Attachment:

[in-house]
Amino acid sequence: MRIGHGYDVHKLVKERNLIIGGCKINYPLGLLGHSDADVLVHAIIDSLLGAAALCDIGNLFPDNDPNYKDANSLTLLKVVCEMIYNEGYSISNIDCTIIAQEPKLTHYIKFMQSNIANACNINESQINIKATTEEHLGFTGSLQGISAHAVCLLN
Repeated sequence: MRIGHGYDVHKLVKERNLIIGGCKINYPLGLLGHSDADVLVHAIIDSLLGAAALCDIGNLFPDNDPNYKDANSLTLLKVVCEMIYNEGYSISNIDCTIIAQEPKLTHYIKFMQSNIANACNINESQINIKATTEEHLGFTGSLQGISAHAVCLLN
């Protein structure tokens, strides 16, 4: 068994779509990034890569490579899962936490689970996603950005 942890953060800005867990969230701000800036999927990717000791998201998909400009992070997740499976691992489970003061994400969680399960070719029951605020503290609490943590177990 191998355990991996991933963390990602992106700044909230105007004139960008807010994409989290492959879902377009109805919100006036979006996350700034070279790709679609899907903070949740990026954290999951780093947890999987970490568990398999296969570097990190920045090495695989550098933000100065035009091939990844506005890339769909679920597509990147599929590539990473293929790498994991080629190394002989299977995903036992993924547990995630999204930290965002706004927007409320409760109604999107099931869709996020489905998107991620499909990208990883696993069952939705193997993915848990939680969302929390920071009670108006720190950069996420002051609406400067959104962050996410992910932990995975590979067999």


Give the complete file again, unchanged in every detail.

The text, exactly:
[in-house]
Amino acid sequence: MRIGHGYDVHKLVKERNLIIGGCKINYPLGLLGHSDADVLVHAIIDSLLGAAALCDIGNLFPDNDPNYKDANSLTLLKVVCEMIYNEGYSISNIDCTIIAQEPKLTHYIKFMQSNIANACNINESQINIKATTEEHLGFTGSLQGISAHAVCLLN
Repeated sequence: MRIGHGYDVHKLVKERNLIIGGCKINYPLGLLGHSDADVLVHAIIDSLLGAAALCDIGNLFPDNDPNYKDANSLTLLKVVCEMIYNEGYSISNIDCTIIAQEPKLTHYIKFMQSNIANACNINESQINIKATTEEHLGFTGSLQGISAHAVCLLN
């Protein structure tokens, strides 16, 4: 068994779509990034890569490579899962936490689970996603950005 942890953060800005867990969230701000800036999927990717000791998201998909400009992070997740499976691992489970003061994400969680399960070719029951605020503290609490943590177990 191998355990991996991933963390990602992106700044909230105007004139960008807010994409989290492959879902377009109805919100006036979006996350700034070279790709679609899907903070949740990026954290999951780093947890999987970490568990398999296969570097990190920045090495695989550098933000100065035009091939990844506005890339769909679920597509990147599929590539990473293929790498994991080629190394002989299977995903036992993924547990995630999204930290965002706004927007409320409760109604999107099931869709996020489905998107991620499909990208990883696993069952939705193997993915848990939680969302929390920071009670108006720190950069996420002051609406400067959104962050996410992910932990995975590979067999």